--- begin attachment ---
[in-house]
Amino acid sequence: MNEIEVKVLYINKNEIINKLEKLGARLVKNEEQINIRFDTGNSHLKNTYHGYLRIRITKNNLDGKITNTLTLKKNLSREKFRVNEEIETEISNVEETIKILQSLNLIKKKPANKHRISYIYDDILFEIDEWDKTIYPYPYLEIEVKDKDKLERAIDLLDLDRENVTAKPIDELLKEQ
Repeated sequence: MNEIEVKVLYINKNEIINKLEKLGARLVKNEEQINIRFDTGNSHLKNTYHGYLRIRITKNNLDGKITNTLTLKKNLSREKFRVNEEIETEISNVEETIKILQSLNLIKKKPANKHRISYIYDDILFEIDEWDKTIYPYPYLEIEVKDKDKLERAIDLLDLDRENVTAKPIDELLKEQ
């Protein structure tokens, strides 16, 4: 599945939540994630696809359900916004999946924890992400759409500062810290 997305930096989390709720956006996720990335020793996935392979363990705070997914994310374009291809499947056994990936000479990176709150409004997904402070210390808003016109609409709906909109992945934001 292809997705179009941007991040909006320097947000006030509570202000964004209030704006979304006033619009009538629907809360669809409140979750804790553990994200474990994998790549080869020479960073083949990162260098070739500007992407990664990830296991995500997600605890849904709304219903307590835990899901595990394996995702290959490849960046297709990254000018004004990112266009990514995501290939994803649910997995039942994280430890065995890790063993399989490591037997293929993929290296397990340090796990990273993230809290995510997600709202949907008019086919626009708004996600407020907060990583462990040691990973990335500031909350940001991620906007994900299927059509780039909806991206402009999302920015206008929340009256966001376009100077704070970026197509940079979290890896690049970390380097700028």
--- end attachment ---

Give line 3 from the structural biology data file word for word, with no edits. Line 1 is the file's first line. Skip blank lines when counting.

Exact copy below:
Repeated sequence: MNEIEVKVLYINKNEIINKLEKLGARLVKNEEQINIRFDTGNSHLKNTYHGYLRIRITKNNLDGKITNTLTLKKNLSREKFRVNEEIETEISNVEETIKILQSLNLIKKKPANKHRISYIYDDILFEIDEWDKTIYPYPYLEIEVKDKDKLERAIDLLDLDRENVTAKPIDELLKEQ